The controversy began when Gary Lineker, a pundit on the BBC's Match Of The Day programme, criticised the UK government's new asylum policy in a tweet by comparing it to 1930s Germany.
He was taken off-air for this remark.
This decision led to criticism from other football pundits, including Lineker's refusal to appear in solidarity, and subsequently created a row with Sir Keir Starmer, Labour's leader.
During Prime Minister's Questions, Sir Keir accused Conservative MPs of being "snowflake MPs waging war on free speech" and endangering BBC's impartiality.
However, Rishi Sunak, the UK's Chancellor of the Exchequer, accused Sir Keir of "political opportunism" and claimed that he valued the BBC's integrity and impartiality.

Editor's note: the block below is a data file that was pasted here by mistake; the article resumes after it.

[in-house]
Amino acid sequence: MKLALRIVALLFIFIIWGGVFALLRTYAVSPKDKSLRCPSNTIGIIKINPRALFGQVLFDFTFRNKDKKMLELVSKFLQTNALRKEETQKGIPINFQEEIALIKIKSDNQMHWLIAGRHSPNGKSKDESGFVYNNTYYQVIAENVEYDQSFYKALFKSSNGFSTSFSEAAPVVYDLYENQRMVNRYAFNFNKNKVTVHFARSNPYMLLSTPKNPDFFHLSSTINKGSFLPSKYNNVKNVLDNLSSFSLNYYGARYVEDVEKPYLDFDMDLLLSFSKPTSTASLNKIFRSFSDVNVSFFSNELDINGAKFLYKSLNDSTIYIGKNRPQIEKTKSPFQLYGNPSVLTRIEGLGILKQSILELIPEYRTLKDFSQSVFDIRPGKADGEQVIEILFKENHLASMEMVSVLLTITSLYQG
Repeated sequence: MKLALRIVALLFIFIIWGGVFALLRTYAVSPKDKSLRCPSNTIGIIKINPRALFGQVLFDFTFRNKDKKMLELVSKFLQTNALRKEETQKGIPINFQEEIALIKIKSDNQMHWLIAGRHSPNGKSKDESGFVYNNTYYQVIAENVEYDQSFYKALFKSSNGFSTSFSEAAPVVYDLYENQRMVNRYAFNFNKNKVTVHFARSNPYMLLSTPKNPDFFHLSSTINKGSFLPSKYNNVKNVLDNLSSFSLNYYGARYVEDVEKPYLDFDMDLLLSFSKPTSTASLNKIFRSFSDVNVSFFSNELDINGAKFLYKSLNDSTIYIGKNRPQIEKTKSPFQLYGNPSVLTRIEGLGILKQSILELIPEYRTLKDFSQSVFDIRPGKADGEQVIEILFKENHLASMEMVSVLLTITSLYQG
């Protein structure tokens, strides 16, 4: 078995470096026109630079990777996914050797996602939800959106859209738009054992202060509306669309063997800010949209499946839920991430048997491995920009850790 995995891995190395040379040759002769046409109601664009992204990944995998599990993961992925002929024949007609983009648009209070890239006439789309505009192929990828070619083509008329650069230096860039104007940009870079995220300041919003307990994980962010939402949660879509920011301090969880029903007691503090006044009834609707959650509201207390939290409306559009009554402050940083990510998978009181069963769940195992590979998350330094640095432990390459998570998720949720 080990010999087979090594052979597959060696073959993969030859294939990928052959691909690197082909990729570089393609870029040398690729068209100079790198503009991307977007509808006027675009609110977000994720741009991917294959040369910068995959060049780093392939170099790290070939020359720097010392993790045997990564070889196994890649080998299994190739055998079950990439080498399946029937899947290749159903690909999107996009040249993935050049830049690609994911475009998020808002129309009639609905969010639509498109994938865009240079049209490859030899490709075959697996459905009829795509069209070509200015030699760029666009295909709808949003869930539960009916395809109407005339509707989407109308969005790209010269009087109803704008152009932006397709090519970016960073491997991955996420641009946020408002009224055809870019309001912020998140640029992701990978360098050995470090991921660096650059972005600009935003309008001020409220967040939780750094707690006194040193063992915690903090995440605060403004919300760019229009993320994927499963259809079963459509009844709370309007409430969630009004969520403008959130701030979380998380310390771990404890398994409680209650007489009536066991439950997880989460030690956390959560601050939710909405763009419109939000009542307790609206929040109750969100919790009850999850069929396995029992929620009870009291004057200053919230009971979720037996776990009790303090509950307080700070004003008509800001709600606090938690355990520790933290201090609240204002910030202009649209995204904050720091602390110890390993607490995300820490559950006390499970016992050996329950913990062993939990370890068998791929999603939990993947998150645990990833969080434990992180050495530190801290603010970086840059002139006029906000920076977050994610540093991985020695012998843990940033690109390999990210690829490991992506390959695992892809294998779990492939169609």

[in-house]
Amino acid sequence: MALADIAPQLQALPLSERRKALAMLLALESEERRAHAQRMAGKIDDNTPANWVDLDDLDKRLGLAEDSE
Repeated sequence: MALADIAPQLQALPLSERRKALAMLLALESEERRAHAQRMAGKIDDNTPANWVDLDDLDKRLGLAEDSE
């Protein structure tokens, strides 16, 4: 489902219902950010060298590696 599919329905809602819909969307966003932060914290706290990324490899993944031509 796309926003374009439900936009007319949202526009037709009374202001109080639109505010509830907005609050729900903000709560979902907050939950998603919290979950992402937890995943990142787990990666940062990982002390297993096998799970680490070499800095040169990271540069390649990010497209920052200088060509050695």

The BBC's director general also called for a review of stars' social media use and denied bowing to political pressure.
The BBC's decision to remove Gary Lineker for his comments about the UK government's new asylum policy has escalated into a row between Labour leader, Sir Keir Starmer and Conservative MPs.
Sir Keir accused the latter of "waging war on free speech" and endangering the BBC's impartiality, during a session of Prime Minister's Questions.
Conversely, Rishi Sunak called out Sir Keir's "political opportunism" and affirmed his commitment to the BBC's integrity and impartiality.
The BBC's director general dismissed accusations of political pressure and ordered a review of stars' social media use.
All this took place in the context of the controversy that created criticism from other football pundits, which led to Lineker's temporary suspension.